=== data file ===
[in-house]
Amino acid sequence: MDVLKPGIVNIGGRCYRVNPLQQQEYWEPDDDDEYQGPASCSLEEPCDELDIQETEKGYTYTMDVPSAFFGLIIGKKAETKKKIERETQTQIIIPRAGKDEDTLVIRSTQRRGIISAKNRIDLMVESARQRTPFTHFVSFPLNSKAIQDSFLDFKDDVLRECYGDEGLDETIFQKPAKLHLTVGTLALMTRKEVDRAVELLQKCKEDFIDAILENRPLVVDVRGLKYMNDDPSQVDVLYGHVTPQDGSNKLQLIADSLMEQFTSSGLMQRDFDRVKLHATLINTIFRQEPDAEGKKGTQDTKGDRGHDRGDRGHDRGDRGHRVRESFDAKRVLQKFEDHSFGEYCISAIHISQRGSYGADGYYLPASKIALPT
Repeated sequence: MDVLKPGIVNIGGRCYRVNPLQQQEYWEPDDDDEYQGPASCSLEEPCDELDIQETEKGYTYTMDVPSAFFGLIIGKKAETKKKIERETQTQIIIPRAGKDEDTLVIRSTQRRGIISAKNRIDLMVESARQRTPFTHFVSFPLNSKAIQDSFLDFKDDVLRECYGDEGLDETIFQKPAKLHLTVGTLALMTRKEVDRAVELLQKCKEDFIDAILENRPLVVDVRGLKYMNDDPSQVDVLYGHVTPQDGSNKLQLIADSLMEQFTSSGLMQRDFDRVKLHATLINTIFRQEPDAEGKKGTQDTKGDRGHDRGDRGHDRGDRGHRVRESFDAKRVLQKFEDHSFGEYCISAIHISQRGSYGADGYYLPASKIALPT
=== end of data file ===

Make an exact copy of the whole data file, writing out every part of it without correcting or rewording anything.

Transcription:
[in-house]
Amino acid sequence: MDVLKPGIVNIGGRCYRVNPLQQQEYWEPDDDDEYQGPASCSLEEPCDELDIQETEKGYTYTMDVPSAFFGLIIGKKAETKKKIERETQTQIIIPRAGKDEDTLVIRSTQRRGIISAKNRIDLMVESARQRTPFTHFVSFPLNSKAIQDSFLDFKDDVLRECYGDEGLDETIFQKPAKLHLTVGTLALMTRKEVDRAVELLQKCKEDFIDAILENRPLVVDVRGLKYMNDDPSQVDVLYGHVTPQDGSNKLQLIADSLMEQFTSSGLMQRDFDRVKLHATLINTIFRQEPDAEGKKGTQDTKGDRGHDRGDRGHDRGDRGHRVRESFDAKRVLQKFEDHSFGEYCISAIHISQRGSYGADGYYLPASKIALPT
Repeated sequence: MDVLKPGIVNIGGRCYRVNPLQQQEYWEPDDDDEYQGPASCSLEEPCDELDIQETEKGYTYTMDVPSAFFGLIIGKKAETKKKIERETQTQIIIPRAGKDEDTLVIRSTQRRGIISAKNRIDLMVESARQRTPFTHFVSFPLNSKAIQDSFLDFKDDVLRECYGDEGLDETIFQKPAKLHLTVGTLALMTRKEVDRAVELLQKCKEDFIDAILENRPLVVDVRGLKYMNDDPSQVDVLYGHVTPQDGSNKLQLIADSLMEQFTSSGLMQRDFDRVKLHATLINTIFRQEPDAEGKKGTQDTKGDRGHDRGDRGHDRGDRGHRVRESFDAKRVLQKFEDHSFGEYCISAIHISQRGSYGADGYYLPASKIALPT